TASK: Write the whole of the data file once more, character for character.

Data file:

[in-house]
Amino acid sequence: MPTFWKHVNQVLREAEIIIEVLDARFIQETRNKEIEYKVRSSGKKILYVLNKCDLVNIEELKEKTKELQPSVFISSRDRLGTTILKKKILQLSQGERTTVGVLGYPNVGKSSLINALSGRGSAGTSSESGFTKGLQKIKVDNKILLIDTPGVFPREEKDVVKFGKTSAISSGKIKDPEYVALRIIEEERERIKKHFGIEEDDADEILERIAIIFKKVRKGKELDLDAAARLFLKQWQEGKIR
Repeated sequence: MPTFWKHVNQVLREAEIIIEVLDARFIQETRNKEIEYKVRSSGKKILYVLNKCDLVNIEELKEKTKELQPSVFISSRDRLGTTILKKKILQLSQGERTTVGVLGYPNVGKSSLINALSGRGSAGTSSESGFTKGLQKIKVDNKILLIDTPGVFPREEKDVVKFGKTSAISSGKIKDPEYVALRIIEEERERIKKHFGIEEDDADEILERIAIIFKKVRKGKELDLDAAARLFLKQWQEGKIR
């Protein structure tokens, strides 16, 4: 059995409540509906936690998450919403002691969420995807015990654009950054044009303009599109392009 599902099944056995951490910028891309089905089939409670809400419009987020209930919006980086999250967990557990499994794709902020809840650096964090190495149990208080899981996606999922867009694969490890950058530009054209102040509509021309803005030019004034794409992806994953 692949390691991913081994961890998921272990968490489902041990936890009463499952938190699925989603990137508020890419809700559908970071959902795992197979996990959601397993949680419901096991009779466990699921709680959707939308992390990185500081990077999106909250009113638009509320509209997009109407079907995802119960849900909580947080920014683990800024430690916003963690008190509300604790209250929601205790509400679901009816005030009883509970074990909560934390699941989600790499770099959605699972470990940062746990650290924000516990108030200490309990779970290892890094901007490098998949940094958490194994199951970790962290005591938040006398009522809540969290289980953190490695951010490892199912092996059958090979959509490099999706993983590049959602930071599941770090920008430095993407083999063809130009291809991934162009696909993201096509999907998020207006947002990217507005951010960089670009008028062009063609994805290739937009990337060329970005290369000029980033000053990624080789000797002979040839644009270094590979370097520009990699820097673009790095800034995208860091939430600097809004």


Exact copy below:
[in-house]
Amino acid sequence: MPTFWKHVNQVLREAEIIIEVLDARFIQETRNKEIEYKVRSSGKKILYVLNKCDLVNIEELKEKTKELQPSVFISSRDRLGTTILKKKILQLSQGERTTVGVLGYPNVGKSSLINALSGRGSAGTSSESGFTKGLQKIKVDNKILLIDTPGVFPREEKDVVKFGKTSAISSGKIKDPEYVALRIIEEERERIKKHFGIEEDDADEILERIAIIFKKVRKGKELDLDAAARLFLKQWQEGKIR
Repeated sequence: MPTFWKHVNQVLREAEIIIEVLDARFIQETRNKEIEYKVRSSGKKILYVLNKCDLVNIEELKEKTKELQPSVFISSRDRLGTTILKKKILQLSQGERTTVGVLGYPNVGKSSLINALSGRGSAGTSSESGFTKGLQKIKVDNKILLIDTPGVFPREEKDVVKFGKTSAISSGKIKDPEYVALRIIEEERERIKKHFGIEEDDADEILERIAIIFKKVRKGKELDLDAAARLFLKQWQEGKIR
């Protein structure tokens, strides 16, 4: 059995409540509906936690998450919403002691969420995807015990654009950054044009303009599109392009 599902099944056995951490910028891309089905089939409670809400419009987020209930919006980086999250967990557990499994794709902020809840650096964090190495149990208080899981996606999922867009694969490890950058530009054209102040509509021309803005030019004034794409992806994953 692949390691991913081994961890998921272990968490489902041990936890009463499952938190699925989603990137508020890419809700559908970071959902795992197979996990959601397993949680419901096991009779466990699921709680959707939308992390990185500081990077999106909250009113638009509320509209997009109407079907995802119960849900909580947080920014683990800024430690916003963690008190509300604790209250929601205790509400679901009816005030009883509970074990909560934390699941989600790499770099959605699972470990940062746990650290924000516990108030200490309990779970290892890094901007490098998949940094958490194994199951970790962290005591938040006398009522809540969290289980953190490695951010490892199912092996059958090979959509490099999706993983590049959602930071599941770090920008430095993407083999063809130009291809991934162009696909993201096509999907998020207006947002990217507005951010960089670009008028062009063609994805290739937009990337060329970005290369000029980033000053990624080789000797002979040839644009270094590979370097520009990699820097673009790095800034995208860091939430600097809004």